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Washburn: North Iowa's newest sign of spring
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Washburn: North Iowa's newest sign of spring

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Vultures with roadkill

A pair of adult vultures devour a road-killed raccoon.

One robin may not make a spring, but when the turkey vultures return to Clear Lake’s Clausen’s Cove, you know the season has changed.

With its featherless red head, sooty plumage, and dour demeanor, I doubt many folks are going to list turkey vultures as their favorite bird. But popular or not, vultures have become an increasingly common feature of Iowa’s summer landscapes. They glide over corn fields. They roost in our cities. They decorate the lattice work of steel communication towers.

Turkey vultures in the trees

An increasingly common scavenger, the turkey vulture derives its name from the featherless, red head of adults. 

With six-foot wingspans, carnivorous lifestyle, and soaring flight, most people naturally assume that vultures are members of the raptor family. Amazingly, the birds are more closely related to flamingos than to hawks and eagles. 

Growing youngsters have a benign, almost penguin-like appearance. But don’t let the docile demeanor fool you. When threatened by predators, a nestling’s primary means of defense is to take aim and projectile vomit the partially digested, already indescribably nasty contents of its crop. 

Turkey vultures subsist on carrion with road kills providing a significant portion of their daily diet. But although their dining habits may seem repulsive, vultures aid in sanitizing the countryside and help suppress the spread of disease --- particularly to domestic animals.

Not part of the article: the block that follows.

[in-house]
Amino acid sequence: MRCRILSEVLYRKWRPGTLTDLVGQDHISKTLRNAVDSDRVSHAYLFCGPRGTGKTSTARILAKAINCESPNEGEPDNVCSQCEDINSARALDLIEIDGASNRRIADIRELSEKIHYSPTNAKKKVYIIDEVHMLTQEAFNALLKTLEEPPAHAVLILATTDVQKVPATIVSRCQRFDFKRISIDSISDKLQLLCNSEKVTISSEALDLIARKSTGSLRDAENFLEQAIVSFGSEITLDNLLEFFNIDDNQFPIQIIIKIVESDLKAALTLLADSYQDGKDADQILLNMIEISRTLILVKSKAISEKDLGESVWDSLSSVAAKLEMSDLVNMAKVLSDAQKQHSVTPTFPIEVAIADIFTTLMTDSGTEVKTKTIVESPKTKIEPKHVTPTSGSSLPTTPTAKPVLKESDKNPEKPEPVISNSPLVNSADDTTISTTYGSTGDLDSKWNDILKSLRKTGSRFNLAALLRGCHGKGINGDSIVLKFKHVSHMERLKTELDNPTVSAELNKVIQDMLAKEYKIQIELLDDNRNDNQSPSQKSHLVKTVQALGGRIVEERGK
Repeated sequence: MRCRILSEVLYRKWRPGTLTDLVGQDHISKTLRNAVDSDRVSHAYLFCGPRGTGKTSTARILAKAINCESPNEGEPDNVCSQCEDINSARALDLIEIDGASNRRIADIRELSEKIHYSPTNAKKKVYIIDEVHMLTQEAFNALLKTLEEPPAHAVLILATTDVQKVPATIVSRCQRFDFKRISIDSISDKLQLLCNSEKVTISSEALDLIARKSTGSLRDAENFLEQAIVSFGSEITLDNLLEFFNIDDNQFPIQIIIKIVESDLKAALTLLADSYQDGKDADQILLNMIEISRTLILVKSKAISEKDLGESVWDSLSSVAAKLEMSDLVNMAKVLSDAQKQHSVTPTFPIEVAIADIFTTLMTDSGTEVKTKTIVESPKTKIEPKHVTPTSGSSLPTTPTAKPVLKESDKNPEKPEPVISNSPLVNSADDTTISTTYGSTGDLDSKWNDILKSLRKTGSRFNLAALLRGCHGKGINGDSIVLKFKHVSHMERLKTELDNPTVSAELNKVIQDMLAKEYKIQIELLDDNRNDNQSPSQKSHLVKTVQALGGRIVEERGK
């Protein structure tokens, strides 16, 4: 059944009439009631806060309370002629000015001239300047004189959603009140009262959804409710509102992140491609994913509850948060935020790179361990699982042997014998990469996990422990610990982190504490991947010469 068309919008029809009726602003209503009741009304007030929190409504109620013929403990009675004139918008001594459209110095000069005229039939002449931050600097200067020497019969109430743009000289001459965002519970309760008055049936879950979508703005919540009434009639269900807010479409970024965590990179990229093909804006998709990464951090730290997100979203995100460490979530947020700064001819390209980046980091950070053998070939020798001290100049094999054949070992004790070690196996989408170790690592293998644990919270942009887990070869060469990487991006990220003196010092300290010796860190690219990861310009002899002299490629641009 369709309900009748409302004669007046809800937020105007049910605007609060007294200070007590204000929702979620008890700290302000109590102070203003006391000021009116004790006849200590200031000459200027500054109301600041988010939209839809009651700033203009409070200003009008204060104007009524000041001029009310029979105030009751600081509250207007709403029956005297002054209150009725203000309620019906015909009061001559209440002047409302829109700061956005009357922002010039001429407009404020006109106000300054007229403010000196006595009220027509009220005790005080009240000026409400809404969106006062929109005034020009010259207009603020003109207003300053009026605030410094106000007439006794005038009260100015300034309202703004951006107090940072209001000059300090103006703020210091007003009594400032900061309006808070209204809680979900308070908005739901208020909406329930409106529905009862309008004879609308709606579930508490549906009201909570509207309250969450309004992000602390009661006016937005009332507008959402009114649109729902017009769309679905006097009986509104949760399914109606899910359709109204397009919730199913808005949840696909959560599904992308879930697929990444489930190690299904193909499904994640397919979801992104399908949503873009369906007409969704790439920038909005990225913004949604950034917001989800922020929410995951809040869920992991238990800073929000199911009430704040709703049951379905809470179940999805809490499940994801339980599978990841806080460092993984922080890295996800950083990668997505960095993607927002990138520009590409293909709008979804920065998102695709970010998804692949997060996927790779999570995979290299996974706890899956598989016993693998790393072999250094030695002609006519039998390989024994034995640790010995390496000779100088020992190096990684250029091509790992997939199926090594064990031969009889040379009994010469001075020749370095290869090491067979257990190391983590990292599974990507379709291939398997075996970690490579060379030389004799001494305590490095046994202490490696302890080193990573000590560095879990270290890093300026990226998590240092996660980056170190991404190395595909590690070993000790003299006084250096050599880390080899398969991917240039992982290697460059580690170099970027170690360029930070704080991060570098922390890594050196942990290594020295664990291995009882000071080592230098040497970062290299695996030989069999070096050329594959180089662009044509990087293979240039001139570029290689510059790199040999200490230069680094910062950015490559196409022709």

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Turkey vultures at Clausen's Cove

A pair of turkey vultures look for a potential nesting site in an abandoned barn at Clear Lake’s Clausen’s Cove.

In the process of consuming carrion, vultures also ingest wholesale quantities of potentially dangerous bacteria. To survive the ordeal, the scavengers employ a unique 108-degree digestive system that effectively cooks and destroys any living organisms that may happen to slide down their gullets -- including such nasties as cholera, anthrax, salmonella and E.coli.

Although vultures have keen eyesight and may locate food while soaring at great heights, they also have a very advanced sense of smell. Unlike other birds, they have the ability to track down a meal by simply following their noses. Natural gas companies have employed the vulture's acute olfactory to locate suspected leaks in underground lines. After adding a carrion-like scent to their odorless product, gas workers simply sat back and watched the skies as circling vultures pointed the way to defective lines.

Vulture chicks in sycamore cavity

A pair of half-grown vulture chicks occupy their nest inside a hollow, southern Iowa sycamore. 

Whether a vulture depends most heavily on its keen vision or acute sense of smell is an ongoing topic of debate. Although I can’t answer that question, I did have one memorable encounter that made me wonder. It occurred several years ago while hunting spring gobblers in the rugged blufflands located near the Missouri river. After hours of negotiating some particularly rugged terrain, I fially gave in to what had become a unseasonably warm and beautiful spring morning. Stretching out in a sun-drenched forest clearing, I quickly fell fast asleep. Sometime later, I was awakened by the sound of flapping of wings. Opening my eyes, I was greeted to the intense stare of an adult vulture standing less than a dozen feet away. To me, it appeared as if the feathery scavenger had been sizing me up as a potential meal. Upon discovering that I was still very much alive, the huge bird lumbered back into the sky.

Vulture portrait

A closeup of a turkey vulture, equipped with keen eyesight and an acute sense of smell.

I still think about that big vulture from time to time. Like I said, the day was unseasonably warm, and I had been climbing a lot of ridges. Although I’ll never know what led that bird in my direction, I've always hoped that it was guided by its eyes and not its nose.

Our environment: Spring 2021

Seasonal coverage of the land we live on:

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